Do you have a favorite piece or product that you’ve done?
That’s like asking me to pick a favorite child.
Perhaps my line of candles because it’s, in a way, a return to my roots. When I was younger, around 9 or 10, I started my very first business… I think I called it Mason’s Gel Candles. With a team of loving investors ( my parents ) I made dozens of candles and sold them to every classmate, parent, teacher and relative that would look at me.
What’s the best part of owning your own business?
Creating something from nothing and watching it grow and evolve. Having that absolute freedom to do what you want, when you want. Being able to convey to others what you think is new, fresh and inspiring; and then being able to watch how they react to it. Sometimes it’s a hit, others not so much. But above all, what I think I like most about being a small business owner is how soulful and crazy the journey is. It’s a journey that I get to bring YOU on, and that beats being stuck in an office where passion is questionable.
What is a typical “work” day like for you?
Work days are every day. I’m up at 5, guzzle the blackest coffee you’ve ever seen and start with a list of manifestations and goals for the day; followed by a very thorough to-do list. Then I get to work! Usually emails / web-work, followed by packingorders and an AM post office drop-off in the morning. Lunch. More work, primarily production-based or more packing orders, followed by a PM Post Office-drop…or just a walk to clear my mind, which at this point is very full. Then it’s time to make dinner and Netflix & Chill for an hour, before ending my day with whatever’s left - quick emails, pressing, packing. etc.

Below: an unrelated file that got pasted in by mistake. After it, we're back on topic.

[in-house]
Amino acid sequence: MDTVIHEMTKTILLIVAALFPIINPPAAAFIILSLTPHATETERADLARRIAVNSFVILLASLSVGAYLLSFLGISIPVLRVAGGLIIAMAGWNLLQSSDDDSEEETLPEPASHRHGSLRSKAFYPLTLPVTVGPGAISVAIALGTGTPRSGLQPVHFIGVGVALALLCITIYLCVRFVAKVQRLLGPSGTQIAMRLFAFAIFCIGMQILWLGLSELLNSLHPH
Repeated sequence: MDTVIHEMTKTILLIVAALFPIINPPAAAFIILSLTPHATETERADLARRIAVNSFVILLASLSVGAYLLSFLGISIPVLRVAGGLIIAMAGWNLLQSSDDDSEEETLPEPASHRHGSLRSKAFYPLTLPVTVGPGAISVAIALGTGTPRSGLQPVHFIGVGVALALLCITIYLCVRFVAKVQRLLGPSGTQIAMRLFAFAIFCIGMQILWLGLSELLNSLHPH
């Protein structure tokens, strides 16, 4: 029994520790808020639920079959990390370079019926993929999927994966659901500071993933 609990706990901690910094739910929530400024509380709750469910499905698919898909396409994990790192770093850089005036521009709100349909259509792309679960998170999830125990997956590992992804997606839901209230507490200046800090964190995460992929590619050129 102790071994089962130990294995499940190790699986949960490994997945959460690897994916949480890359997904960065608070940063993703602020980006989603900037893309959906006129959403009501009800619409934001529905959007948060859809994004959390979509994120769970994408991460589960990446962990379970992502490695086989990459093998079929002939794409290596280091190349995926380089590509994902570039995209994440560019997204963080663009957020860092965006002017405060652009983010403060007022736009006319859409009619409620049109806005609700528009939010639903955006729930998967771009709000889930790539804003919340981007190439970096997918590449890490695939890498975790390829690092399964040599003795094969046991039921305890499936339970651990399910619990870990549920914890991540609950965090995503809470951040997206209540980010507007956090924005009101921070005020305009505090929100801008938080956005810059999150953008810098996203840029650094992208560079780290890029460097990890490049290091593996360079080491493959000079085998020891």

What does the process of making a piece or product consist of?
Speaking broadly, it’s a 3-part process: Inspiration, Research + Development, production.
Everything starts with some source of inspiration; a big fresh idea, a interesting place, a flavor, a memory.. anything that really speaks to the moment and is big enough to create an entire collection around. I’ll sit and sketch and plan out things preliminary, but this process is very much fluid and tends to evolve ( or completely change ) as I enter into R+D.
When creating something completely new to my brand, I have a tendency to immediately jump into production, foregoing any research or plans. I like to get my hands dirty as soon as possible. 9 times of out 10, that first product is a flop, but a huge learning experience that better helps me understand the process before I step back an really do the research.